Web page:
Are Beginnings & Endings The Same? A Simchat Torah Tale

are beginnings and endings are really the same? can emotions provide the answer?

the simchat torah holiday celebrates the ending and the beginning of the annual reading the torah.

the physical torah scroll, not its words, perhaps answers some of our inquiry.

the scroll or parchment made of animal skin is connected to two wooden holders that are called “eitz hayim.” over the course of the year, the scroll is moved or rolled forward. eventually, most of the parchment is placed upon one side. at that point, one holder literally has the entire weight of the torah.

during the torah reading service, there is a part called the hagbah. at the end of the reading, the torah is raised up high and the section of the torah read is shown to the congregation. the person performing the hadbah had one hand on each of the respective holders. at the end of the annual torah reading, as most of the scroll is on one holder, the task is difficult. with the great imbalance, the person lifting struggles to maintain balance and hold it steady. the congregation emotionally shares in this struggle. any visible strain by the lifting is appreciated. there is concern. no one wants to see the torah to drop to the ground. with this event, the service takes the feel of a roller coaster ride. a collective anxiety is present for that short moment.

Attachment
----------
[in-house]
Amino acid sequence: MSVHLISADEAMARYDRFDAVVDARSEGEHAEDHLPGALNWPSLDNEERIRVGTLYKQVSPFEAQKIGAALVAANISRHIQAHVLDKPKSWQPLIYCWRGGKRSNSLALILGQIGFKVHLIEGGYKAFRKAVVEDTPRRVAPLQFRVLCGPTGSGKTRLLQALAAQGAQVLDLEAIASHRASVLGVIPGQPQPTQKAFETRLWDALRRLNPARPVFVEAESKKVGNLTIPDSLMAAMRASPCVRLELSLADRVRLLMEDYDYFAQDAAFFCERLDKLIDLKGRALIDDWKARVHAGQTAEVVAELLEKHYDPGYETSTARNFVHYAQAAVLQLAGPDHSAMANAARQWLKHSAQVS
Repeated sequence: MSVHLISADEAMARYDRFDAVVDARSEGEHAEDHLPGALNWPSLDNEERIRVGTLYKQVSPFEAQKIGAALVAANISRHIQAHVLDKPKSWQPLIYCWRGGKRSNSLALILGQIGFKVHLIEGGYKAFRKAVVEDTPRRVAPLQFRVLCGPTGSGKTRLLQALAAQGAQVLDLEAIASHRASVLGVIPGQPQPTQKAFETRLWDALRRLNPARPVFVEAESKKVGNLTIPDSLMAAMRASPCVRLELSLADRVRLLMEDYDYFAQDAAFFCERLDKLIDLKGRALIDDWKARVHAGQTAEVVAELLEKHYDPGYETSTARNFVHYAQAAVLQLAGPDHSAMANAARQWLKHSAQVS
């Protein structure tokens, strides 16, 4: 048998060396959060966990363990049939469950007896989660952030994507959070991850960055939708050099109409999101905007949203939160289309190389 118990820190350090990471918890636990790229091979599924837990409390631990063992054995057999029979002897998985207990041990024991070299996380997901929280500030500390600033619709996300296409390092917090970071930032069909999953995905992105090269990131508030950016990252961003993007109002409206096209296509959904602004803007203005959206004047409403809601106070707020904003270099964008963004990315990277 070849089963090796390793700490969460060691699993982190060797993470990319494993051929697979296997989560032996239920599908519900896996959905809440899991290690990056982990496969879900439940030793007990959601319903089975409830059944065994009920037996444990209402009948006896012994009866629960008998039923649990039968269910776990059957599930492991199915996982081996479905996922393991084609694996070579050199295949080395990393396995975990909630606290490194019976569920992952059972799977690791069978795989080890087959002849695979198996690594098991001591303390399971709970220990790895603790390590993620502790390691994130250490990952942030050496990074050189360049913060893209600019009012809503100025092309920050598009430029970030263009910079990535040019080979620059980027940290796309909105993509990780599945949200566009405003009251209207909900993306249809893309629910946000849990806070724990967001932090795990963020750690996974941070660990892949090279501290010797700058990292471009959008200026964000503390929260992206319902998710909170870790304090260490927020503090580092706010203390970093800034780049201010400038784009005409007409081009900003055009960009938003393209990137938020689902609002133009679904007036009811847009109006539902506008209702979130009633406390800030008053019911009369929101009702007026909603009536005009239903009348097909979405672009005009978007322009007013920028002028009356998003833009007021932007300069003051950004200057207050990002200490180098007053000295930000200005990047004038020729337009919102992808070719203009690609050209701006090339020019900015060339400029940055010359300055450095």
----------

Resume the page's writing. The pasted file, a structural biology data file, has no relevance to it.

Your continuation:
when the torah is begun anew with the epic “in the beginning” or “breshit barah elohim,” the torah service is again confronted with the hagbah that has a serious imbalance problem. the weight is now on the future readings rather that the past. when the torah is lifted for hagbah again, the same anxiety and concern is present. it is the same imbalance.

thus, with both beginnings and ends, we suffer with imbalance and anxiety. births, graduations, weddings, and retirements are events are cause for celebration. perhaps, we celebrations are to cover up for the imbalance and anxiety felt during these moments. there is uncertainty. the past has concluded and that story is over. a new and unknown story will proceed.

one may ask, if the torah is merely going to be re-read over the next year, why should there be any imbalance or anxiety. after all, we know the story. we know where it will go. one answer is that, while the story remains the same, we don’t. our lives and our life challenges have changed. with this, our perspectives have changed. thus, we are reading the text through a new pair of lenses. we can see new and different things with reach reading. with the end and the new journey, the conclusion of reading the torah, the congregation says “hazak, hazak, ve-nithazek”, “be strong, be strong and may we be strengthened.”  is this need to be strong arise from the fact that we experience anxiety and imbalance when we approach beginnings and endings?

be well!!

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Published by biblelifestudies

I am a practicing lawyer and long term admirer of the bible

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